When Great Britain gained an early lead in the para-dressage competition this week at the Alltech FEI World Equestrian Games, it was with the help of Lee Pearson and his gelding Gentleman.
Pearson, a nine-time Paralympic gold medal winner with great name recognition in Great Britain, is "quite the celebrity at home," said Winnie Murphy, a spokeswoman for Great Britain's team.
Pearson came in first in the team test Tuesday for the 1b division of athletes who have limited use of their limbs and received the highest score of all the athletes from his home country. There are five grades in para-dressage, based on the rider's disability.
Pearson, 36, was born with arthrogryposis multiplex congenita, which resulted in deformities in his legs and arms. His legs are encased in plastic splints.
He received national recognition early in life when he received Britain's 1980 Children of Courage Award and met then-Prime Minister Margaret Thatcher.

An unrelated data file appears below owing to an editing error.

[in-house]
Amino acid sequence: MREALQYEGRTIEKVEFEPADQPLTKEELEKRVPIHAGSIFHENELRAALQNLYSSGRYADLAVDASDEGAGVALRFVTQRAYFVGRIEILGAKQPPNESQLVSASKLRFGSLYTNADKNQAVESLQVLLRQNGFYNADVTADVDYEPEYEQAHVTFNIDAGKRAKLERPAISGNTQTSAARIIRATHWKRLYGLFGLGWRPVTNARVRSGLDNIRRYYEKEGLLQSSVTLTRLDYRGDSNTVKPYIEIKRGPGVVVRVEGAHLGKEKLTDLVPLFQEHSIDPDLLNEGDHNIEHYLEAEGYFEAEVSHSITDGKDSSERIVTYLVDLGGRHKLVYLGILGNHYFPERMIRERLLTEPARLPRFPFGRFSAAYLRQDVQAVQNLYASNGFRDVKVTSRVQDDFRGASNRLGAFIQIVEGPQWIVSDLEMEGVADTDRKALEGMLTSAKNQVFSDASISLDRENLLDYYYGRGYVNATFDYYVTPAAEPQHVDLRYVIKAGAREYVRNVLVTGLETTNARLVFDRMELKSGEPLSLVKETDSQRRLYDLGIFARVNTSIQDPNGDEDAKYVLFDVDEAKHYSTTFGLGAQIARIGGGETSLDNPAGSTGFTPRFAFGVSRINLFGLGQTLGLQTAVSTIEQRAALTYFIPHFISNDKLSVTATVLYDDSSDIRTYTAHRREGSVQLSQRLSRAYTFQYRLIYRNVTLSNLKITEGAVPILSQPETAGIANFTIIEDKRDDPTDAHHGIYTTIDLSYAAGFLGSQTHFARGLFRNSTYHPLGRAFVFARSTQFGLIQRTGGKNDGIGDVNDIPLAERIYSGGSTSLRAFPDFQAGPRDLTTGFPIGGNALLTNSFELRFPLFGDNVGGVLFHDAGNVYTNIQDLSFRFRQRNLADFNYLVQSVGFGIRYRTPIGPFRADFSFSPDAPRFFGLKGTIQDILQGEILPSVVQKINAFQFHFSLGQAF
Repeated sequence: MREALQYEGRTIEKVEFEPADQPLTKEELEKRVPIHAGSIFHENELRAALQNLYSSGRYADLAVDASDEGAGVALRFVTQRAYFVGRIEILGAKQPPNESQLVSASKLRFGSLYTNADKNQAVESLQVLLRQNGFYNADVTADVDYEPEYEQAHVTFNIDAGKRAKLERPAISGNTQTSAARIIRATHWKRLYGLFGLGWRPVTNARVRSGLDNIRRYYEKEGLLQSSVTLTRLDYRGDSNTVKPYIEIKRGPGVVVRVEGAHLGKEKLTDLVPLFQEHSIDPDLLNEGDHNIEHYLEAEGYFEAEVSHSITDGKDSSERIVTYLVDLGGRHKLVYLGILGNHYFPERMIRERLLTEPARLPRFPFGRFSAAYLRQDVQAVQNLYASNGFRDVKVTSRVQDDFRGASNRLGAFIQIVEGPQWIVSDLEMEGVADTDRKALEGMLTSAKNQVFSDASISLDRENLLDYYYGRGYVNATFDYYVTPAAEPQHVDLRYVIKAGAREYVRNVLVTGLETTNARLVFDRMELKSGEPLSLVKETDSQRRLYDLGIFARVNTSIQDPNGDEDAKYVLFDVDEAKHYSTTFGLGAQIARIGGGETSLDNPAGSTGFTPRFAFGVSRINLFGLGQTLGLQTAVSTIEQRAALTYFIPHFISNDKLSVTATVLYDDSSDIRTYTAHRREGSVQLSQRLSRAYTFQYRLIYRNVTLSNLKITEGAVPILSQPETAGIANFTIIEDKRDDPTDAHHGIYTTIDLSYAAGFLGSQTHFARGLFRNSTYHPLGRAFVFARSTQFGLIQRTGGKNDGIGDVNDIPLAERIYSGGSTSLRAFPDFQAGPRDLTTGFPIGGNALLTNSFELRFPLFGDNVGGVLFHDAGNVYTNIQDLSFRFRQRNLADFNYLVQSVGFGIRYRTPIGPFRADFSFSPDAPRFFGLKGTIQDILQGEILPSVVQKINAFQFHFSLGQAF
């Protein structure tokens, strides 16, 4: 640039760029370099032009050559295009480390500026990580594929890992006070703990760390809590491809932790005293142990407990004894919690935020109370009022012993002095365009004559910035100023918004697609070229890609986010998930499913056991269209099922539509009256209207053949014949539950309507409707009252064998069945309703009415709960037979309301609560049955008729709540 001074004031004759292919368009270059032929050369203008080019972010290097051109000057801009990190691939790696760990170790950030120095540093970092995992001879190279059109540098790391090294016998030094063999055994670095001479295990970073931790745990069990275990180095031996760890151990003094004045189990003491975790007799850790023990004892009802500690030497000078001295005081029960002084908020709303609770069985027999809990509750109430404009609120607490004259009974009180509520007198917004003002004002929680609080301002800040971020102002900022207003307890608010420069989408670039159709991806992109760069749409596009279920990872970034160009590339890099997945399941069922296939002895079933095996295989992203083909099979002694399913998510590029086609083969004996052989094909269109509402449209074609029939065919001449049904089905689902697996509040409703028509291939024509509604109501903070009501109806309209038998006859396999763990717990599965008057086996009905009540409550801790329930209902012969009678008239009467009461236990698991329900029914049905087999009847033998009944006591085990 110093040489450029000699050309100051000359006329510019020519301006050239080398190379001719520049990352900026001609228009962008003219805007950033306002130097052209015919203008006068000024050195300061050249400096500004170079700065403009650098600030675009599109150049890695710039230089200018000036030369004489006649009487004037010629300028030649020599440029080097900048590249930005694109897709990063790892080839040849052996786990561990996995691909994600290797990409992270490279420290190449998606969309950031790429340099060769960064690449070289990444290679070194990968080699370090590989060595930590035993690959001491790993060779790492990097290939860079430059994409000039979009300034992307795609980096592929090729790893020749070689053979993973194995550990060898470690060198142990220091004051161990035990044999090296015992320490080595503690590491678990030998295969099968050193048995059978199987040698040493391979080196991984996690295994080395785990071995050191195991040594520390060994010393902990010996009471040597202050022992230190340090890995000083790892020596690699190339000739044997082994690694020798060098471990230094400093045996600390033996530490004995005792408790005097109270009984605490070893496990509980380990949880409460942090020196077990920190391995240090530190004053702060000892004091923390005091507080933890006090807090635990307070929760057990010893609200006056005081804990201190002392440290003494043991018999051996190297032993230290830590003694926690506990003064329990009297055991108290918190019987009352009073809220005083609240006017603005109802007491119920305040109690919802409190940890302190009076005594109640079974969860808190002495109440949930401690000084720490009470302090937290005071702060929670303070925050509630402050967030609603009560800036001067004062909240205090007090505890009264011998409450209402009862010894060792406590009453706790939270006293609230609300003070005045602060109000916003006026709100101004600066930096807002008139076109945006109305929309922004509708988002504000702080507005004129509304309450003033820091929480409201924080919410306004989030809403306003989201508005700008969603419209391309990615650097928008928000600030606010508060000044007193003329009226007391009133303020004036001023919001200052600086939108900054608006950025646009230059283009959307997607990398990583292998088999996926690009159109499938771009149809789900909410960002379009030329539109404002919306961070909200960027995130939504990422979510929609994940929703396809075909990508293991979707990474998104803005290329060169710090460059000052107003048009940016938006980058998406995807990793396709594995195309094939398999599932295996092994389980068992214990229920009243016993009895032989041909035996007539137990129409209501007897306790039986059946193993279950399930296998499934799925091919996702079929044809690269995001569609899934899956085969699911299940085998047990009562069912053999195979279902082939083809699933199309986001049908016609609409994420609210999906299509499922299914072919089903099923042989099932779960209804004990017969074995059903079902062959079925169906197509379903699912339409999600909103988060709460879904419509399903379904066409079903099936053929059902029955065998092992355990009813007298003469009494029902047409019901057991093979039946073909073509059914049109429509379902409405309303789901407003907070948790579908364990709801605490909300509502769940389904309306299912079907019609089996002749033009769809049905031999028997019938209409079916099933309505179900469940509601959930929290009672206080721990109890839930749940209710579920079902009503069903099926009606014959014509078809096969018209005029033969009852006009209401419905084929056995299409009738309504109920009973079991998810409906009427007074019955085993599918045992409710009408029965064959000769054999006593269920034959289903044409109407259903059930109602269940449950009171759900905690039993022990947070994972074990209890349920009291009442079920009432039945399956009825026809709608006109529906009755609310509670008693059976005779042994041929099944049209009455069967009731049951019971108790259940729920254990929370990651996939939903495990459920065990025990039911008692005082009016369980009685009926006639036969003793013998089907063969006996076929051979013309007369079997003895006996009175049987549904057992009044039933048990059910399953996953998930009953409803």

In February 2009, after having won three gold medals at the 2008 Beijing Paralympic Games, Pearson and other members of Great Britain's team went to Buckingham Palace for a meeting with Queen Elizabeth II.
British riders have long won gold medals at the para-dressage world championships.
Pearson will compete again Thursday in the individual test. He said Gentleman did not let him down on Tuesday.
"He'd never heard so many cameras clicking going down the centerline," Pearson said, "but he was good."